New Commission Chaired by Bill Frist and Former Robert Wood Johnson Foundation President to Assess how Physicians are Paid

Panel to Seek Cost-Conscious Changes to Improve Patient Care Through Reform of Physician Payment System; Effort Sponsored by Society of General Internal Medicine will Address Changes Linked to Affordable Care Act

A new independent commission, chaired by Steve Schroeder, MD, former president of the Robert Wood Johnson Foundation, will assess how physicians are paid and how pay incentives are linked to patient care. The 12-member National Commission on Physician Payment Reform will issue recommendations on how to reform the physician payment system in an effort to restrain health care costs while at the same time optimizing outcomes for patients.

How physicians are paid is a major driver of health care costs, along with other factors such as the number of patients accessing services, increased treatment for chronic conditions, the continued reliance on high technology interventions and a system that continues to reward payment for procedures rendered and tests ordered instead of quality of overall patient care. Physician payment issues and health care costs are at the forefront of discussion in health policy circles, in the halls of hospitals and at home around the dinner table. Congress continues to grapple with adjusting the sustainable growth rate (SGR) that determines physician Medicare payment rate cuts, uncertainty continues to surround implementation of the Affordable Care Act, and physicians and policy-makers alike agree the continued increases in cost to provide health care services cannot continue.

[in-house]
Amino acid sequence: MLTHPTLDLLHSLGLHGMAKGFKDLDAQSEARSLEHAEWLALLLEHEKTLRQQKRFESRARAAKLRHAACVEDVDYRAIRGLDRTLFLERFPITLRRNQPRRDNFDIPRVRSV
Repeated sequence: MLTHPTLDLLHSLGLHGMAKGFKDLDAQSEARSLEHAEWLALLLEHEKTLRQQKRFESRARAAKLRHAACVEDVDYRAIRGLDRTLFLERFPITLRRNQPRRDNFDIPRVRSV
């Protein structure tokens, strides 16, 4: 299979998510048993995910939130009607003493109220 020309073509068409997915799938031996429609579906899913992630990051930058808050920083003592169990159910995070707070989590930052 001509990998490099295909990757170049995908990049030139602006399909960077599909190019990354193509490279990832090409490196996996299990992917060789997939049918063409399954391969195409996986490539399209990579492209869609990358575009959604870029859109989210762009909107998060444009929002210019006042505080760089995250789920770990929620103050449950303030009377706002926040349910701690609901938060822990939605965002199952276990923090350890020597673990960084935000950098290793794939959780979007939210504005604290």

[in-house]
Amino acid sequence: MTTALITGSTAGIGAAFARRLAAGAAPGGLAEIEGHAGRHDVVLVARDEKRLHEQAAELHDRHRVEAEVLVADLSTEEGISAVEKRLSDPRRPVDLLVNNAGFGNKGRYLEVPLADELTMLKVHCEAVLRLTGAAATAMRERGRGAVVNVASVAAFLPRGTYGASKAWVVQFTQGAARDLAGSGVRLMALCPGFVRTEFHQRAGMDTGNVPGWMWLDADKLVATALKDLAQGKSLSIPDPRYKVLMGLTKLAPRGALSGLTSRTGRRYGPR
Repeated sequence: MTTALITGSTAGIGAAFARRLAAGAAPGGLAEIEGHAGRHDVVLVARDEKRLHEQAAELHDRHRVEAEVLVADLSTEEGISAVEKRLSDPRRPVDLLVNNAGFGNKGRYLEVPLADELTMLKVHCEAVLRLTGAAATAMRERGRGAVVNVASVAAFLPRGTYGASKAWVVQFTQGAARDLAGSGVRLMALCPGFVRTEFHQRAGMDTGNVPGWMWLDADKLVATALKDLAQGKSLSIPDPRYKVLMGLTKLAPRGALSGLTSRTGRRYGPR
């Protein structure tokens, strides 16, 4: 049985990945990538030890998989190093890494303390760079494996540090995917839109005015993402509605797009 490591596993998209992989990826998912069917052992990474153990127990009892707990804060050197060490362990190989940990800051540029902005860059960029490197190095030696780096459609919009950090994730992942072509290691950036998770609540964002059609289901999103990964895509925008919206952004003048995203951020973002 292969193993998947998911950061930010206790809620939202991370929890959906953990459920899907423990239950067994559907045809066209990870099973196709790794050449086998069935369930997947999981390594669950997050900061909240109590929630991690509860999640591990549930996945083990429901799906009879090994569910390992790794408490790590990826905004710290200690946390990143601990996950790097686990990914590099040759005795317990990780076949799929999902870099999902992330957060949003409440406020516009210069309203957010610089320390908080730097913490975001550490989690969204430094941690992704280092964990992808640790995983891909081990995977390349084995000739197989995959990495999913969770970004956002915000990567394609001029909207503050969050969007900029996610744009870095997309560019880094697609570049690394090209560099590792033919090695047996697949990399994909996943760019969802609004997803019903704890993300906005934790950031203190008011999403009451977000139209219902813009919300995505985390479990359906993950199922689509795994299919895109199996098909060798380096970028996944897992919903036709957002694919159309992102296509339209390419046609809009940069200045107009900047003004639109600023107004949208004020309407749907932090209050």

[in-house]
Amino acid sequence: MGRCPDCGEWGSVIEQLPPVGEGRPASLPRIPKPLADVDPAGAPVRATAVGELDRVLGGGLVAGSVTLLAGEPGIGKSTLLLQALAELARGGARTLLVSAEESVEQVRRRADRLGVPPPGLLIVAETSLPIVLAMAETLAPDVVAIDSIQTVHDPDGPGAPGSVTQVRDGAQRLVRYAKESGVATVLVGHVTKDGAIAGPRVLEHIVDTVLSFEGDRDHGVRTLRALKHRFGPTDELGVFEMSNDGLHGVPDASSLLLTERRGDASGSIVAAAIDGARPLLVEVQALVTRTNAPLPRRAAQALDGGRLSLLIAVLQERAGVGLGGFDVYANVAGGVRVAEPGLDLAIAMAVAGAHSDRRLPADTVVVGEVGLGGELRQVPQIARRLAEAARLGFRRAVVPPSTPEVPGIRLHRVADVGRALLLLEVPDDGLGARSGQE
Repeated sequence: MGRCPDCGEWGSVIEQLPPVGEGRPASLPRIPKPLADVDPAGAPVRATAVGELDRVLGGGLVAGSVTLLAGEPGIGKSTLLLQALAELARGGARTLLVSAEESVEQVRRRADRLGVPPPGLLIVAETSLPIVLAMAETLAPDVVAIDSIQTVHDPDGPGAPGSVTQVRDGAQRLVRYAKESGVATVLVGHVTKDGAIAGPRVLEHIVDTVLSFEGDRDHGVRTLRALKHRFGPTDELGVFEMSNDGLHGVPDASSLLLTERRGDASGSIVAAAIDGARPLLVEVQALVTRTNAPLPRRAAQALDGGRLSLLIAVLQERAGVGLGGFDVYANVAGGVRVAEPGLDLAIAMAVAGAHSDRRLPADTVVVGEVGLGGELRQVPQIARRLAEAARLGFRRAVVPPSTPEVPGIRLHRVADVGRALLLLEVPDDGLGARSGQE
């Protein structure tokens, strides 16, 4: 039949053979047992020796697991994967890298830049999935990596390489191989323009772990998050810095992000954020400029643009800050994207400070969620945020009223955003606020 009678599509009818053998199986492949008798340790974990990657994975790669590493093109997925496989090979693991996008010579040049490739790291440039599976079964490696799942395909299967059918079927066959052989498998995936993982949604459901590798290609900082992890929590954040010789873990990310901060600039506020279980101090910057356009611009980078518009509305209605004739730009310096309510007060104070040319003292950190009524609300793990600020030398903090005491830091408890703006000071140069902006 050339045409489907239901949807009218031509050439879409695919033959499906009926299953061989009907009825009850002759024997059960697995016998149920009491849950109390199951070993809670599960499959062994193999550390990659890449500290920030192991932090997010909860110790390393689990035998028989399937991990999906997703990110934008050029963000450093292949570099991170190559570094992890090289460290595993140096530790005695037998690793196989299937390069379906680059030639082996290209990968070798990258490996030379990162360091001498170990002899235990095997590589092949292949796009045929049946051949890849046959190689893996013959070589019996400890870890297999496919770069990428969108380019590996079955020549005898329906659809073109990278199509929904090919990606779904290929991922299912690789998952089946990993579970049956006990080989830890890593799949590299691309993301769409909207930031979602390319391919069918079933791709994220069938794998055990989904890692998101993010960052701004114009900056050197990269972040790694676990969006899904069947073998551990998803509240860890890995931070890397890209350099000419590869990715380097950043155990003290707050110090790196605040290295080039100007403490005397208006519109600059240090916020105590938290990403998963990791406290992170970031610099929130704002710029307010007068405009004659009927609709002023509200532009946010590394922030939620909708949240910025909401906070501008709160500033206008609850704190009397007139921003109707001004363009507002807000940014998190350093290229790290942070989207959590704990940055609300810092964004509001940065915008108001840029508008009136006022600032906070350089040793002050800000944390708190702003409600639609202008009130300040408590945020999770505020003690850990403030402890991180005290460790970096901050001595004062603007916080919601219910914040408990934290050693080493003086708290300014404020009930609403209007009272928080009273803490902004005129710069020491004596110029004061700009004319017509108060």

The commission will assess potential impacts of proposed healthcare payment models such as accountable care organizations, patient-centered medical homes and value-based purchasing. The commission will also likely consider incentives and safeguards surrounding physician payment, as well as assess forms of physician payment that maximize good clinical outcomes. It will meet over the course of one year, producing an analysis and full recommendations in a report in early 2013.

The Society of General Internal Medicine (SGIM) launched the commission, which will include former U.S. Senate Majority Leader Senator Frist, a noted physician, as Honorary Chair. It is funded in part by the Robert Wood Johnson Foundation, the California Healthcare Foundation, and the Sergei Zlinkoff Fund for Medical Education and Research.